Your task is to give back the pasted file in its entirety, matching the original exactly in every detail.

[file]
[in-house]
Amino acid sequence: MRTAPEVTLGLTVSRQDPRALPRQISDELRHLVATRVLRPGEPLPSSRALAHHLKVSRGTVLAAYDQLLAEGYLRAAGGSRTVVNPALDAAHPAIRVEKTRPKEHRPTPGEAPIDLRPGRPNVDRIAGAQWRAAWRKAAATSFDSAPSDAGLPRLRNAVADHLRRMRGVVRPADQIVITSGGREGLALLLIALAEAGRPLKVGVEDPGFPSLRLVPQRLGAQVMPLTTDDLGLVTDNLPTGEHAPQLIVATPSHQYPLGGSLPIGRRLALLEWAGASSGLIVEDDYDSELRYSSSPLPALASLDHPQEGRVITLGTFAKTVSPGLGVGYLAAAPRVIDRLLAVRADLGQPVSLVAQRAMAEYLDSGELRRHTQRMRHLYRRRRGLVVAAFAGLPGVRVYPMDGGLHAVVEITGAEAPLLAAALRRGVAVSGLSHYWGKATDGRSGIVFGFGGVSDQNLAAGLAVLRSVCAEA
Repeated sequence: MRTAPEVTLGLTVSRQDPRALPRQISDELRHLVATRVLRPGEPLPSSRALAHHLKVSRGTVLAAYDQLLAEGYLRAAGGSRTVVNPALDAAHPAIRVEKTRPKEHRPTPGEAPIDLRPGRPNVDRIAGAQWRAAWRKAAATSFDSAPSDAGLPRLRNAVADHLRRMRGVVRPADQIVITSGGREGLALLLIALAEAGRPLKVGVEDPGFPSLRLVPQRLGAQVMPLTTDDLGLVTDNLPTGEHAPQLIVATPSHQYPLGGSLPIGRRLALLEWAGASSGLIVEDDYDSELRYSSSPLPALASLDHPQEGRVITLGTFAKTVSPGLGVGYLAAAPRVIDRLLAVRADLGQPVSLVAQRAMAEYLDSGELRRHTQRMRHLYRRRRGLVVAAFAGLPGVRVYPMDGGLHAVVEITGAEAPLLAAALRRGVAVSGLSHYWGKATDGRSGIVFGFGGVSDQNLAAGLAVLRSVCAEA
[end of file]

[in-house]
Amino acid sequence: MRTAPEVTLGLTVSRQDPRALPRQISDELRHLVATRVLRPGEPLPSSRALAHHLKVSRGTVLAAYDQLLAEGYLRAAGGSRTVVNPALDAAHPAIRVEKTRPKEHRPTPGEAPIDLRPGRPNVDRIAGAQWRAAWRKAAATSFDSAPSDAGLPRLRNAVADHLRRMRGVVRPADQIVITSGGREGLALLLIALAEAGRPLKVGVEDPGFPSLRLVPQRLGAQVMPLTTDDLGLVTDNLPTGEHAPQLIVATPSHQYPLGGSLPIGRRLALLEWAGASSGLIVEDDYDSELRYSSSPLPALASLDHPQEGRVITLGTFAKTVSPGLGVGYLAAAPRVIDRLLAVRADLGQPVSLVAQRAMAEYLDSGELRRHTQRMRHLYRRRRGLVVAAFAGLPGVRVYPMDGGLHAVVEITGAEAPLLAAALRRGVAVSGLSHYWGKATDGRSGIVFGFGGVSDQNLAAGLAVLRSVCAEA
Repeated sequence: MRTAPEVTLGLTVSRQDPRALPRQISDELRHLVATRVLRPGEPLPSSRALAHHLKVSRGTVLAAYDQLLAEGYLRAAGGSRTVVNPALDAAHPAIRVEKTRPKEHRPTPGEAPIDLRPGRPNVDRIAGAQWRAAWRKAAATSFDSAPSDAGLPRLRNAVADHLRRMRGVVRPADQIVITSGGREGLALLLIALAEAGRPLKVGVEDPGFPSLRLVPQRLGAQVMPLTTDDLGLVTDNLPTGEHAPQLIVATPSHQYPLGGSLPIGRRLALLEWAGASSGLIVEDDYDSELRYSSSPLPALASLDHPQEGRVITLGTFAKTVSPGLGVGYLAAAPRVIDRLLAVRADLGQPVSLVAQRAMAEYLDSGELRRHTQRMRHLYRRRRGLVVAAFAGLPGVRVYPMDGGLHAVVEITGAEAPLLAAALRRGVAVSGLSHYWGKATDGRSGIVFGFGGVSDQNLAAGLAVLRSVCAEA